Distillate: David Read looks at recent chemical education research

Lewis structure of PCl5

Lewis structure of PCl5

The ability to predict molecular shape, reactivity and relative melting/boiling points is important for chemists, even at A-level, and is underpinned by structure-function relationships. Cooper and colleagues have developed a survey to probe understanding of the information conveyed by Lewis structures and how that information can be used to predict properties.

The introduction sheds light on why students struggle to recognise the implicit information in a Lewis structure. Students normally learn how to draw such structures at an early stage, typically following a set of rules unconnected to prior learning, and often without eluding to a future purpose. Later, when they are required to move beyond the Lewis structure to predict properties, many fail to make appropriate conceptual links and consequently resort to memorisation to organise their ideas.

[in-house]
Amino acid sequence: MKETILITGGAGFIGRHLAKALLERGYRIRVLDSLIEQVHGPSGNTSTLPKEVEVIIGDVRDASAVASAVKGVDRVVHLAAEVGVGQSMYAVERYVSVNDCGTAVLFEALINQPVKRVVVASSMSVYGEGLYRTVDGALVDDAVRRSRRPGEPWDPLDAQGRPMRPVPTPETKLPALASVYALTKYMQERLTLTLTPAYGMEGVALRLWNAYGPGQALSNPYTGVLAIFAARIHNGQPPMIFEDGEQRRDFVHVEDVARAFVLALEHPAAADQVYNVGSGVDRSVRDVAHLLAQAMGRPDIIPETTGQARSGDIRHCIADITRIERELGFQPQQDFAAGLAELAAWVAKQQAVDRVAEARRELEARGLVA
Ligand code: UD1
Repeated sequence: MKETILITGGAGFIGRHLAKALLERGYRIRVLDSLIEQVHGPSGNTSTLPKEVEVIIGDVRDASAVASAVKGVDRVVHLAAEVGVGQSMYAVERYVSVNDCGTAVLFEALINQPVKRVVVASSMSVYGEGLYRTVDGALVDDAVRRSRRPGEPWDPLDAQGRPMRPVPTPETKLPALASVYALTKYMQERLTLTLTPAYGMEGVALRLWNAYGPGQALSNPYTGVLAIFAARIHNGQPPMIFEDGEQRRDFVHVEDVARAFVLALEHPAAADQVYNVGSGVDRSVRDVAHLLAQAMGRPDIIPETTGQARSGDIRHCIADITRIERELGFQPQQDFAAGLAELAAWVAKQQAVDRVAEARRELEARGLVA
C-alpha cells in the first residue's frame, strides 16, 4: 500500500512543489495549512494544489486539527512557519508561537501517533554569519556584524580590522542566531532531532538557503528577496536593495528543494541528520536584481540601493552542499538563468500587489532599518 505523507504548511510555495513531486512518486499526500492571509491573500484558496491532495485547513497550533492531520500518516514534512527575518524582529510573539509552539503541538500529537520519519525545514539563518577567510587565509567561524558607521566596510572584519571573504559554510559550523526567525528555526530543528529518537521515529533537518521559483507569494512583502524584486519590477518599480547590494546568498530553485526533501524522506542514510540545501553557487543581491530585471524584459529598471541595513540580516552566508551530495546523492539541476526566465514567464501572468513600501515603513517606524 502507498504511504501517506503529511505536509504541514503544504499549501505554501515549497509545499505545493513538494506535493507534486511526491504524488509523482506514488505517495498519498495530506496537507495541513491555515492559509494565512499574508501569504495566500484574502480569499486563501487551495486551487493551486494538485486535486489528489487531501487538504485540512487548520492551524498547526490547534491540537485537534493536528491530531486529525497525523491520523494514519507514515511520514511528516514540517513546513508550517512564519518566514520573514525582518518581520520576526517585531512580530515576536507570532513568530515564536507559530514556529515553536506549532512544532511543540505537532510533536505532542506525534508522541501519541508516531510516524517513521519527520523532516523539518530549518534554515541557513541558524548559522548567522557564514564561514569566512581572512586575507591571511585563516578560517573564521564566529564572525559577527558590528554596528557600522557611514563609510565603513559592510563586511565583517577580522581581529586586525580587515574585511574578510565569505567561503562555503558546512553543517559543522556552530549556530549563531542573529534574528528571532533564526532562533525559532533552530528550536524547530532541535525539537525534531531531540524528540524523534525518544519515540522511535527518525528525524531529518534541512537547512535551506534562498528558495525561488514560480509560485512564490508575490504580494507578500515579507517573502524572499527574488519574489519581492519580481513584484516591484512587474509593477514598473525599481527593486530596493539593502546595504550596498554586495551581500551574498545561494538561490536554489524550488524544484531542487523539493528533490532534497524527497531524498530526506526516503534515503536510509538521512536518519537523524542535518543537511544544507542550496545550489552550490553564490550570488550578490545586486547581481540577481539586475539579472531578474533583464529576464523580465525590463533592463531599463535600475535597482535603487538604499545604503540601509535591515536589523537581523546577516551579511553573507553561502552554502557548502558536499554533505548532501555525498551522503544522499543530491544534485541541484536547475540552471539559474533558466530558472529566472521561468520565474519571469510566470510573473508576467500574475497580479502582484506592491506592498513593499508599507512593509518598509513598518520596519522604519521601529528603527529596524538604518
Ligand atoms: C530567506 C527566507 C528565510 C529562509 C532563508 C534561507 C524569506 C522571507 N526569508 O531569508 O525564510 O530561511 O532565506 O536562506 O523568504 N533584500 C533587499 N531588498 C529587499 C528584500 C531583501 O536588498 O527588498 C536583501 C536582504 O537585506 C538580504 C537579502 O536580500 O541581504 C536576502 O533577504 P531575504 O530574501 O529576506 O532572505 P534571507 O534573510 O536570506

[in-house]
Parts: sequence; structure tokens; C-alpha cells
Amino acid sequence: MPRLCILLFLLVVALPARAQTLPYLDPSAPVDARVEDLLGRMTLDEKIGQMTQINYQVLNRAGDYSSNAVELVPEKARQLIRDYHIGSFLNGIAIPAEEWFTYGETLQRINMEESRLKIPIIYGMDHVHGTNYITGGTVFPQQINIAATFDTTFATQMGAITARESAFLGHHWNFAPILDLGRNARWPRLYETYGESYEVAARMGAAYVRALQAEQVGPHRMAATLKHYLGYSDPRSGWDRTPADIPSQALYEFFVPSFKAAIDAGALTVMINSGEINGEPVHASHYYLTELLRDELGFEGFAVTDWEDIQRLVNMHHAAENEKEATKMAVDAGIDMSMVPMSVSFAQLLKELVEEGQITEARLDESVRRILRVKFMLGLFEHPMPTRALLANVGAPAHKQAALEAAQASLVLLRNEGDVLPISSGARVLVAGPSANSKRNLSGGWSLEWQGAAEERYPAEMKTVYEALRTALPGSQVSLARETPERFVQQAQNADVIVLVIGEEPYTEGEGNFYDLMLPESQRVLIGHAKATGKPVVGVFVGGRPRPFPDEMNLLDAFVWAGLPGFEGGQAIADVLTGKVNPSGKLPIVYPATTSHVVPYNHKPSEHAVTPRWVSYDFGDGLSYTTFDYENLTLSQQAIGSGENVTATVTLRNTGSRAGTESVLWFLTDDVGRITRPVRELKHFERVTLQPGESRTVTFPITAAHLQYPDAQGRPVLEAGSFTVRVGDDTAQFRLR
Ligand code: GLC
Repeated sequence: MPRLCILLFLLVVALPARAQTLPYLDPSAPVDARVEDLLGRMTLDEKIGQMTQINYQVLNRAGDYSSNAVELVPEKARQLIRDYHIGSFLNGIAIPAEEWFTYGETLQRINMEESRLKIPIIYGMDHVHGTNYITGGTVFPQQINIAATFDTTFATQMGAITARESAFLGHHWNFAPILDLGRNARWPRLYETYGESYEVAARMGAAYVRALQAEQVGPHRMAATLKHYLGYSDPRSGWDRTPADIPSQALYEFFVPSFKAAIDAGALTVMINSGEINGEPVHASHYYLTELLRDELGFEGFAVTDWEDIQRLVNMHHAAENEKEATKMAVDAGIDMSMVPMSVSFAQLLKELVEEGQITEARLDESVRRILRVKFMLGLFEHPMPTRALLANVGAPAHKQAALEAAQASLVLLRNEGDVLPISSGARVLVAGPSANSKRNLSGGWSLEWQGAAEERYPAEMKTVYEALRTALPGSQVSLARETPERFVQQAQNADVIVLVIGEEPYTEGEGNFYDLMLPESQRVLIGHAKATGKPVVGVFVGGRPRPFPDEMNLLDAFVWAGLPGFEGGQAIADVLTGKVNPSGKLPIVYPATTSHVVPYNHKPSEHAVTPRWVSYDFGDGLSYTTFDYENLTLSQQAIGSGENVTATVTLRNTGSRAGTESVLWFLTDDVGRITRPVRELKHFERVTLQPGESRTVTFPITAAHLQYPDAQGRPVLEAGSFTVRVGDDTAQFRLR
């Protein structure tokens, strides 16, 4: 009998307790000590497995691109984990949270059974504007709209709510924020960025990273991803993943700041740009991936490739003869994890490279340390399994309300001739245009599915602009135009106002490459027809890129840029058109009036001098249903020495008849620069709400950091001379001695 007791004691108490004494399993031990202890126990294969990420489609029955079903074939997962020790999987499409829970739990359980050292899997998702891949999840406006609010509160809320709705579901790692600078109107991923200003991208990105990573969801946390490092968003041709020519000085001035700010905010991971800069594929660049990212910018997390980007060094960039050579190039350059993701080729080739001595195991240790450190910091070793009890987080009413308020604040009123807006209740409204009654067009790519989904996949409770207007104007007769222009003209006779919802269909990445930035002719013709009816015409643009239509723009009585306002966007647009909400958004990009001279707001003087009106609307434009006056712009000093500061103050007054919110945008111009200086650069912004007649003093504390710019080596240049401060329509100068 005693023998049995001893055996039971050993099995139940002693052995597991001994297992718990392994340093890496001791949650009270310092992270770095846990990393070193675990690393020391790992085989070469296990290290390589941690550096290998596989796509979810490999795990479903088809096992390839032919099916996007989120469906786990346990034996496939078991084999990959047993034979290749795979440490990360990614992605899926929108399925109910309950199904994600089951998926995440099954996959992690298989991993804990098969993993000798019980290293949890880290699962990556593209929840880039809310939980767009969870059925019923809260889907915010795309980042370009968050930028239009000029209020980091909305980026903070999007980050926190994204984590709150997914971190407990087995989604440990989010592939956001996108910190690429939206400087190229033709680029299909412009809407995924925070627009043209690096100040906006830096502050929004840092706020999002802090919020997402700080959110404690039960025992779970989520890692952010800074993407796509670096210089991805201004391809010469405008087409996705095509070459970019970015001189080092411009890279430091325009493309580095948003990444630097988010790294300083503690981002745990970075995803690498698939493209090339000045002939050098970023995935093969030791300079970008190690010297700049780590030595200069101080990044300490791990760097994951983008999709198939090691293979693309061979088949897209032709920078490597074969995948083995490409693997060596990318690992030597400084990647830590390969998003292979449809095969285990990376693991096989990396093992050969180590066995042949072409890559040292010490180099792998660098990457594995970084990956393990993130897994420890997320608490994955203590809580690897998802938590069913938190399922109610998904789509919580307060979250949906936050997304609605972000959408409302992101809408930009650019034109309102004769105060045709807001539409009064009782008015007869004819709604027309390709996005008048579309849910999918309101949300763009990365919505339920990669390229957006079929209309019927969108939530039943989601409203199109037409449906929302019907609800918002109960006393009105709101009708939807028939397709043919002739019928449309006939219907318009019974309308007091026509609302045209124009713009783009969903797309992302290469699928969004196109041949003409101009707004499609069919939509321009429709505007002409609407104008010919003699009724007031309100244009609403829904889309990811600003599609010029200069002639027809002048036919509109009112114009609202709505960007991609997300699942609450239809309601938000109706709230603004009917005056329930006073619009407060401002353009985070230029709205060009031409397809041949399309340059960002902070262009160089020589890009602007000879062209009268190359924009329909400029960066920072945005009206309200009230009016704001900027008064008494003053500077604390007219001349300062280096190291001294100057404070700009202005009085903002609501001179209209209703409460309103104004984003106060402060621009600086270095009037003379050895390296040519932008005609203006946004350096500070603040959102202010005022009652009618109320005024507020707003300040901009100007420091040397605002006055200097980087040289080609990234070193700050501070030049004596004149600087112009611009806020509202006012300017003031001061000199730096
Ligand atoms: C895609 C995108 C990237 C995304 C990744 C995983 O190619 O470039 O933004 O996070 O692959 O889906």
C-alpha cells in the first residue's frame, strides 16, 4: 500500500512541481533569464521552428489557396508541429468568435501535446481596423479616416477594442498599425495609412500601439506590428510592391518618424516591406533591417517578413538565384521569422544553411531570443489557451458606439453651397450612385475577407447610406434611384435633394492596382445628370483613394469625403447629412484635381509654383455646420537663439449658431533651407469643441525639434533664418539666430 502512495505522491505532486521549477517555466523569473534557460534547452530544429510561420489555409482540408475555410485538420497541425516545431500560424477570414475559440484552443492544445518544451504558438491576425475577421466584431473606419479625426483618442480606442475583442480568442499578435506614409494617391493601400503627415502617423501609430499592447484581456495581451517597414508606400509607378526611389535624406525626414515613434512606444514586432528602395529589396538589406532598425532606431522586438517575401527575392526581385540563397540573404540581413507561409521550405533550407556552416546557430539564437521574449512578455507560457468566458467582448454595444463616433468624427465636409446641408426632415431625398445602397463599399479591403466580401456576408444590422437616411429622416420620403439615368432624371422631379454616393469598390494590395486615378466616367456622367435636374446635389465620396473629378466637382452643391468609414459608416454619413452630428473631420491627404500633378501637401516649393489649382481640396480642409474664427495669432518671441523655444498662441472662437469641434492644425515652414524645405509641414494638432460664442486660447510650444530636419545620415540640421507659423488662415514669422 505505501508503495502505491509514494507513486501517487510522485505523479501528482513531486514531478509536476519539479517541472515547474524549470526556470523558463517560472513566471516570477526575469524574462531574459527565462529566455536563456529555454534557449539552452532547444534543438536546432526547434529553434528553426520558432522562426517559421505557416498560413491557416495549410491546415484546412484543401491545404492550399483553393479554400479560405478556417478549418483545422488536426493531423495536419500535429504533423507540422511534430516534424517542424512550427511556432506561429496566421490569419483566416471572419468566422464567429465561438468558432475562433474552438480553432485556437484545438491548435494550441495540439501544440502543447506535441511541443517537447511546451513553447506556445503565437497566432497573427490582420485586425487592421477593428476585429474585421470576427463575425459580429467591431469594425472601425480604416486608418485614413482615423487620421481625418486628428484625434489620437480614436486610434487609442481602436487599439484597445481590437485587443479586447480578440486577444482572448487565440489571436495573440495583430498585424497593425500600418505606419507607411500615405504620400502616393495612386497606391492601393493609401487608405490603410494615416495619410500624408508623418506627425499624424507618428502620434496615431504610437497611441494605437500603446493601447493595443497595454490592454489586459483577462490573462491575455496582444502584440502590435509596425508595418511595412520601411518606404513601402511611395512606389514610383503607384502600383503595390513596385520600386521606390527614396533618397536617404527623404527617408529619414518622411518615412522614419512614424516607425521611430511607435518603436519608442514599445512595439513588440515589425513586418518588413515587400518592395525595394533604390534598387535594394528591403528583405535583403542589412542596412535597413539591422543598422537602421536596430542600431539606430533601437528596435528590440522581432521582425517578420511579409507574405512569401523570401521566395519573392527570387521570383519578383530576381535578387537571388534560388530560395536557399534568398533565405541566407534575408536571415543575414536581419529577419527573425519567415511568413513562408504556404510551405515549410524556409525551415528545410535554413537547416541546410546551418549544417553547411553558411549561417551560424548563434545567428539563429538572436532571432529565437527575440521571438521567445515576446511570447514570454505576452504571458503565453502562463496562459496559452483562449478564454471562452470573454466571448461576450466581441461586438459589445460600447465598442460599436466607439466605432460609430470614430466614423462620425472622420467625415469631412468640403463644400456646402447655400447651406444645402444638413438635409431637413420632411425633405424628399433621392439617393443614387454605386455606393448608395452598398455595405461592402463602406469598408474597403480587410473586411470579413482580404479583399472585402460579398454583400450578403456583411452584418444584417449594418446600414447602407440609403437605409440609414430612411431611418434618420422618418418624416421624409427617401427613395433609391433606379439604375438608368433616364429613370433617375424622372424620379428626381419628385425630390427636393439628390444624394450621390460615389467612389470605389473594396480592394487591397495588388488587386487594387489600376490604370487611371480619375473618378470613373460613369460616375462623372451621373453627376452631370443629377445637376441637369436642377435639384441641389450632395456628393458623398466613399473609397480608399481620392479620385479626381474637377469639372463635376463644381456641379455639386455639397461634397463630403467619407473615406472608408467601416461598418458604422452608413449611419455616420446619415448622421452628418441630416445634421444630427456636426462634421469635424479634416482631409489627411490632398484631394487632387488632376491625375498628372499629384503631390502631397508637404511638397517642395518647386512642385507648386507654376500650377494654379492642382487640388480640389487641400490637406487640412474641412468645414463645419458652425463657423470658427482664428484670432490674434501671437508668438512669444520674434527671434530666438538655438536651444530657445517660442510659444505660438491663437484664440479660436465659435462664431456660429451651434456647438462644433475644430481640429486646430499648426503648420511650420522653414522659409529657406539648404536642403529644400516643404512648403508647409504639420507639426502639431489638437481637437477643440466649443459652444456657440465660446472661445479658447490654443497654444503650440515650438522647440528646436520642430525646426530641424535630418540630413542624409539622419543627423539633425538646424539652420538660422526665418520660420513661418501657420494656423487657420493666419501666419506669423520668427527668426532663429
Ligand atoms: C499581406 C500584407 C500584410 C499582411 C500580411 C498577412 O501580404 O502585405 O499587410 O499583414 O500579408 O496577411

The survey used here presented students with a list of properties and asked them to indicate which could be determined from a Lewis structure. Most students unsurprisingly selected explicit information such as the element(s) present and number of bonds between atoms. However, far fewer students selected properties such as reactivity and acidity/basicity ie implicit information which can only be determined by working forwards from the structure. It is worth noting that the survey has been used with a large sample of students at different levels.

In their conclusion, the authors assert that the inability to discern implicit information from structures represents a significant barrier to learning. Perhaps most significantly, it is suggested that teachers are not generally aware of the scale of difficulties encountered by students in this area, which exacerbates the problem. As such it is important that teachers probe the effectiveness of their methods and that they adapt their teaching accordingly. After all, the reason for teaching these structures in the first place is so that students can make these connections themselves.